The plaintiff resided with his family in the Town of Skelton, a mining community in Raleigh County. The town and the land surrounding it for some distance in all directions, including the land between Skelton and the power pole, where the accident occurred, were owned by the defendant. To reach the place where the injury occurred from Skelton, it is necessary to climb a small knoll, go down across a hollow, then up another small knoll. The power pole in question is situated on the far side of this second knoll. Approximately 150' below the power pole is a small 'Cabin', and 600' below that is a small ravine with a pool of water sometimes used as a swimming hole.

The plaintiff introduced evidence to the effect that children in and around Skelton were accustomed to playing all over the hills in this general area; that they frequently, during the summer, stayed overnight at the 'Cabin'; that they had grapevine swings in the vicinity, and often went swimming in the pool; that some of the children had played on the guy wires at times prior to the accident; that there were no warning signs in the vicinity; and that the current carrying wires were uninsulated. The plaintiff attempts to impute knowledge of the fact that children were accustomed to playing in this vicinity to the company officials by testimony that the Gillespie boys, children of the mine superintendent, were among those who played in this area.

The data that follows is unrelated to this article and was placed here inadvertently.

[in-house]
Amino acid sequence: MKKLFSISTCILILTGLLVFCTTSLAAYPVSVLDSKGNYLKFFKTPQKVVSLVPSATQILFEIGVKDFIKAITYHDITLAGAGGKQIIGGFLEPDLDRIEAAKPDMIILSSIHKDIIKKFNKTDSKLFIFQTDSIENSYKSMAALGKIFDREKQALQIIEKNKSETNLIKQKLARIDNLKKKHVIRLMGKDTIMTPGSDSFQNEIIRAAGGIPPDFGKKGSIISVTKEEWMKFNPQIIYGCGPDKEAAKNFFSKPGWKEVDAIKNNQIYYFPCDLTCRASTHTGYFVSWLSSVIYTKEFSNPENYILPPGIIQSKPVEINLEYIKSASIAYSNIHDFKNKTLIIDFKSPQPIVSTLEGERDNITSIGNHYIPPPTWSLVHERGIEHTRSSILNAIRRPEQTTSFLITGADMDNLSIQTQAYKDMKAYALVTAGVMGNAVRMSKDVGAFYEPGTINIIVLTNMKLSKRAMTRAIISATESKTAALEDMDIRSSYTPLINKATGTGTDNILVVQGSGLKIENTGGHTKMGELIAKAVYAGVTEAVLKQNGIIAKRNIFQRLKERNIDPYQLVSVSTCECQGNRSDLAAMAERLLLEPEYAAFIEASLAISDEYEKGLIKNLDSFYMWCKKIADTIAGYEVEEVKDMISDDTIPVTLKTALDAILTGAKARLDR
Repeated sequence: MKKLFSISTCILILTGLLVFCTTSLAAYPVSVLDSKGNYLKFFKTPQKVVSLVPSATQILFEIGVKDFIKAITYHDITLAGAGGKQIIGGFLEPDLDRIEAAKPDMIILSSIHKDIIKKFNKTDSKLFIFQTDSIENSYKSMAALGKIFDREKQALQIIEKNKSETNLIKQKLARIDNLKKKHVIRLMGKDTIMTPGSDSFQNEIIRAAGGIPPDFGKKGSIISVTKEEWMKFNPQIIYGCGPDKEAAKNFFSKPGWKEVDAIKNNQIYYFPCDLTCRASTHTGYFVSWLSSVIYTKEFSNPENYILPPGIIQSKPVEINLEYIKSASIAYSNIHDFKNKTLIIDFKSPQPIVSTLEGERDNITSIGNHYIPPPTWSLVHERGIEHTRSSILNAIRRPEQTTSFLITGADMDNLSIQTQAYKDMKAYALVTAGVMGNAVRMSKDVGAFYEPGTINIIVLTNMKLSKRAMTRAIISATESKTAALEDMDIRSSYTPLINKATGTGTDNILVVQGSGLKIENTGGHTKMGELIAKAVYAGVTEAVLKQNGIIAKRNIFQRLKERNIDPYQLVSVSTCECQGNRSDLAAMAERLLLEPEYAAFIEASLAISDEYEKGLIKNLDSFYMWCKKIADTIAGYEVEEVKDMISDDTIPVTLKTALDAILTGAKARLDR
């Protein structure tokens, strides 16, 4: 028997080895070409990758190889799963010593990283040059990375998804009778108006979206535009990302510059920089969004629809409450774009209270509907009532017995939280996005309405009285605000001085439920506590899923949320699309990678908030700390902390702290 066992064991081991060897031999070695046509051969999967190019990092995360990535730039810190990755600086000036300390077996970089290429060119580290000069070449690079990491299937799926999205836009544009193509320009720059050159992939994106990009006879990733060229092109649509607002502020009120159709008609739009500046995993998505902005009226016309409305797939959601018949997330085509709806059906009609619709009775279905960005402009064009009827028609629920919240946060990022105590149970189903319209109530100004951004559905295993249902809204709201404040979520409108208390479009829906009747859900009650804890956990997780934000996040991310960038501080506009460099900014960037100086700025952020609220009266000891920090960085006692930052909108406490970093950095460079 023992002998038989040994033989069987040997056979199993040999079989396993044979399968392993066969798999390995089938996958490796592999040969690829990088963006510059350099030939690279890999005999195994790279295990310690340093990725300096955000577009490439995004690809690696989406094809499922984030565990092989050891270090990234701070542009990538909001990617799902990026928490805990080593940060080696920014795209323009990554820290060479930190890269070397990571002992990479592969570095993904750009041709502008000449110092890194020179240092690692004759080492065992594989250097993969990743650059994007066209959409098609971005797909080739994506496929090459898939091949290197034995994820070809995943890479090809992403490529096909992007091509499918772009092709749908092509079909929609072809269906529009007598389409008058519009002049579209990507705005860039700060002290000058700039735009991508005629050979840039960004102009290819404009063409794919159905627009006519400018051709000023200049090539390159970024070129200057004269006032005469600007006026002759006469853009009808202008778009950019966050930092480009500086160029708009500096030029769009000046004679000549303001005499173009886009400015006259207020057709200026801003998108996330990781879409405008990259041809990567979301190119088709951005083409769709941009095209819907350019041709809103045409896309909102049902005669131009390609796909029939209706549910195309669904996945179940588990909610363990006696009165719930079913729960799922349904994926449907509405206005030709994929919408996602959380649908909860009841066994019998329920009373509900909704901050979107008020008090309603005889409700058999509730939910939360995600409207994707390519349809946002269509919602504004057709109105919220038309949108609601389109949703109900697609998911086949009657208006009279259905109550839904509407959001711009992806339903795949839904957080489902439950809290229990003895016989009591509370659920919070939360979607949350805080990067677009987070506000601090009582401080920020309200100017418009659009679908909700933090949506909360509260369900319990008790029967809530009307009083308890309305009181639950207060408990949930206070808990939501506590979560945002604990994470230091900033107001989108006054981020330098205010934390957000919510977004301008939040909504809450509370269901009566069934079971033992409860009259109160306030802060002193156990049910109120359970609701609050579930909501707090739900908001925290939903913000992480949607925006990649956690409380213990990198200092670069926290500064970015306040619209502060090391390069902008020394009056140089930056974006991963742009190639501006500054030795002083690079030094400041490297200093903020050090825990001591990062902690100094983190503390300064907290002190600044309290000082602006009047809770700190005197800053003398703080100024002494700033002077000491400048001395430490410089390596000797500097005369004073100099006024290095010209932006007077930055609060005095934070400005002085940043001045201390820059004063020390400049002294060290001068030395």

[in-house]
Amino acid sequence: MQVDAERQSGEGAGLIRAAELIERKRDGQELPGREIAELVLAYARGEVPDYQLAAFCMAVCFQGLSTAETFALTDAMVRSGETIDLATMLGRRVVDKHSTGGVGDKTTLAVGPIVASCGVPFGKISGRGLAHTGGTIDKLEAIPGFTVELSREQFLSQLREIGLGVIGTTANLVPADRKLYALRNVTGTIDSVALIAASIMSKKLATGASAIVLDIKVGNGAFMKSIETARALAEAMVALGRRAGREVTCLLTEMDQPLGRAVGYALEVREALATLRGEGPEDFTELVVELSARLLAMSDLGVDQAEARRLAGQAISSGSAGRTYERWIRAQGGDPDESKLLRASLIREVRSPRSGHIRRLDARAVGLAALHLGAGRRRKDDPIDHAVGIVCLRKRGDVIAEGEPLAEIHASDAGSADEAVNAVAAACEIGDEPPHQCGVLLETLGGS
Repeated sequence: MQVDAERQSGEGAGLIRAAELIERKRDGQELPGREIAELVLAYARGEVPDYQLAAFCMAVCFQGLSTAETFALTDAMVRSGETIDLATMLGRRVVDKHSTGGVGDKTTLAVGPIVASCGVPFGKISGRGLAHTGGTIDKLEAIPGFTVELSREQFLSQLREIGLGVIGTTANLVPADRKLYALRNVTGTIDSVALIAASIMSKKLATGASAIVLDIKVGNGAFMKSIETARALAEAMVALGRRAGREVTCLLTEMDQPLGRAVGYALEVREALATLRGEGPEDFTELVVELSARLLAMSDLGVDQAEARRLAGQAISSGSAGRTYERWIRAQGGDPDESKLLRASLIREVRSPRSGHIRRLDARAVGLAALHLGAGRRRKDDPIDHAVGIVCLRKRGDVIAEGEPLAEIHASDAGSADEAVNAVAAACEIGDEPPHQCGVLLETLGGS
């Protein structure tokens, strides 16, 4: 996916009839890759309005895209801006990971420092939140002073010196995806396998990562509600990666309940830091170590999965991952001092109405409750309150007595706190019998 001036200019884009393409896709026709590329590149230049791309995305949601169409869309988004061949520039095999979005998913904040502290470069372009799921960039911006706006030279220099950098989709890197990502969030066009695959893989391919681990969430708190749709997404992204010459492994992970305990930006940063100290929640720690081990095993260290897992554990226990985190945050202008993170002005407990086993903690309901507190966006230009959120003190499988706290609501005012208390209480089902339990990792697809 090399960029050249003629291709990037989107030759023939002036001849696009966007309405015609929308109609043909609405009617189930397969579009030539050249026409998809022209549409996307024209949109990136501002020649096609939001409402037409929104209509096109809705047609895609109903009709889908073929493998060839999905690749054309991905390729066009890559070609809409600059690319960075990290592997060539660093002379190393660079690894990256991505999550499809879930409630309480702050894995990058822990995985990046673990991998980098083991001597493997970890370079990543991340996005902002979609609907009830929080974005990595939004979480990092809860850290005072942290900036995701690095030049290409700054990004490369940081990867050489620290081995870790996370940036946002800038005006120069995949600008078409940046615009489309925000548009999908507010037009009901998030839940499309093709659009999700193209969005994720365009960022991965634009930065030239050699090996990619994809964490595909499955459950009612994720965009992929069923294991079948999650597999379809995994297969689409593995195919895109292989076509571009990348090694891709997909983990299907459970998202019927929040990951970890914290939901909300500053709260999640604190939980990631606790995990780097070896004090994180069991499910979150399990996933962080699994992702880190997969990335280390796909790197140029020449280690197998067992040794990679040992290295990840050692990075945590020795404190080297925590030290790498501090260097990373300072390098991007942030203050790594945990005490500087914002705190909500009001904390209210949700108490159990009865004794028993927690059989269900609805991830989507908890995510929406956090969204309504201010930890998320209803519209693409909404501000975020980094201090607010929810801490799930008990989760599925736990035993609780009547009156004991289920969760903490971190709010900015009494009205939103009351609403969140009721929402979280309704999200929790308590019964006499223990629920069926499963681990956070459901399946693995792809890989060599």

The defendant introduced evidence that the distance from plaintiff's house to the power pole is 1,385'; that the first 500' is open or cleared, and the remaining 885' is woodland; that it is entirely on the property of the defendant, and there are no public roads or ways nearer than 1,525' from the point of the accident; that the area is grown up with underbrush and difficult to get to; that the power line and poles were properly constructed and guyed in accordance with the best usage and practice of the electrical industry; that high voltage lines in rural areas are seldom, if ever, insulated or wrapped; and that, while the pole in question could have been guyed by a push brace, or by the use of other poles and wires, such methods would have been impractical in the instant case. The mine superintendent denied any knowledge in behalf of himself or other company officials that children were accustomed to playing in this area, but admitted that no warning signs were placed in the vicinity of the pole.